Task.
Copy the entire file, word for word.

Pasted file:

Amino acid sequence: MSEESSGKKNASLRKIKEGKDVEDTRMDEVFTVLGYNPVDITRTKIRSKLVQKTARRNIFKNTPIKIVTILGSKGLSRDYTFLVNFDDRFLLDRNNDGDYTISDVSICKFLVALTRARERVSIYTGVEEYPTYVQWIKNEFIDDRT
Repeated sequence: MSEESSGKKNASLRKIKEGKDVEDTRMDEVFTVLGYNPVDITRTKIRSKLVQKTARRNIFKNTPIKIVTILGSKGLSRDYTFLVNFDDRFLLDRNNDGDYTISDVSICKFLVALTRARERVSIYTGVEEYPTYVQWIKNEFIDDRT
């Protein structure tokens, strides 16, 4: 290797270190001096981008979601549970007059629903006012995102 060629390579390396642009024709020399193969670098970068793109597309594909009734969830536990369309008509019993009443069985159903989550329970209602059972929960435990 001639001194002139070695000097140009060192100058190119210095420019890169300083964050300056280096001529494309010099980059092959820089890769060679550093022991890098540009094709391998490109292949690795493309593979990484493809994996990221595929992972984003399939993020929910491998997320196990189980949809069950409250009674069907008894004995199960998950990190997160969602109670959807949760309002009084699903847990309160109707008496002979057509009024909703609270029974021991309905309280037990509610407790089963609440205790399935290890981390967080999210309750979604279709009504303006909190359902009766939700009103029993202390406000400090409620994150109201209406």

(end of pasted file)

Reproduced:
Amino acid sequence: MSEESSGKKNASLRKIKEGKDVEDTRMDEVFTVLGYNPVDITRTKIRSKLVQKTARRNIFKNTPIKIVTILGSKGLSRDYTFLVNFDDRFLLDRNNDGDYTISDVSICKFLVALTRARERVSIYTGVEEYPTYVQWIKNEFIDDRT
Repeated sequence: MSEESSGKKNASLRKIKEGKDVEDTRMDEVFTVLGYNPVDITRTKIRSKLVQKTARRNIFKNTPIKIVTILGSKGLSRDYTFLVNFDDRFLLDRNNDGDYTISDVSICKFLVALTRARERVSIYTGVEEYPTYVQWIKNEFIDDRT
């Protein structure tokens, strides 16, 4: 290797270190001096981008979601549970007059629903006012995102 060629390579390396642009024709020399193969670098970068793109597309594909009734969830536990369309008509019993009443069985159903989550329970209602059972929960435990 001639001194002139070695000097140009060192100058190119210095420019890169300083964050300056280096001529494309010099980059092959820089890769060679550093022991890098540009094709391998490109292949690795493309593979990484493809994996990221595929992972984003399939993020929910491998997320196990189980949809069950409250009674069907008894004995199960998950990190997160969602109670959807949760309002009084699903847990309160109707008496002979057509009024909703609270029974021991309905309280037990509610407790089963609440205790399935290890981390967080999210309750979604279709009504303006909190359902009766939700009103029993202390406000400090409620994150109201209406």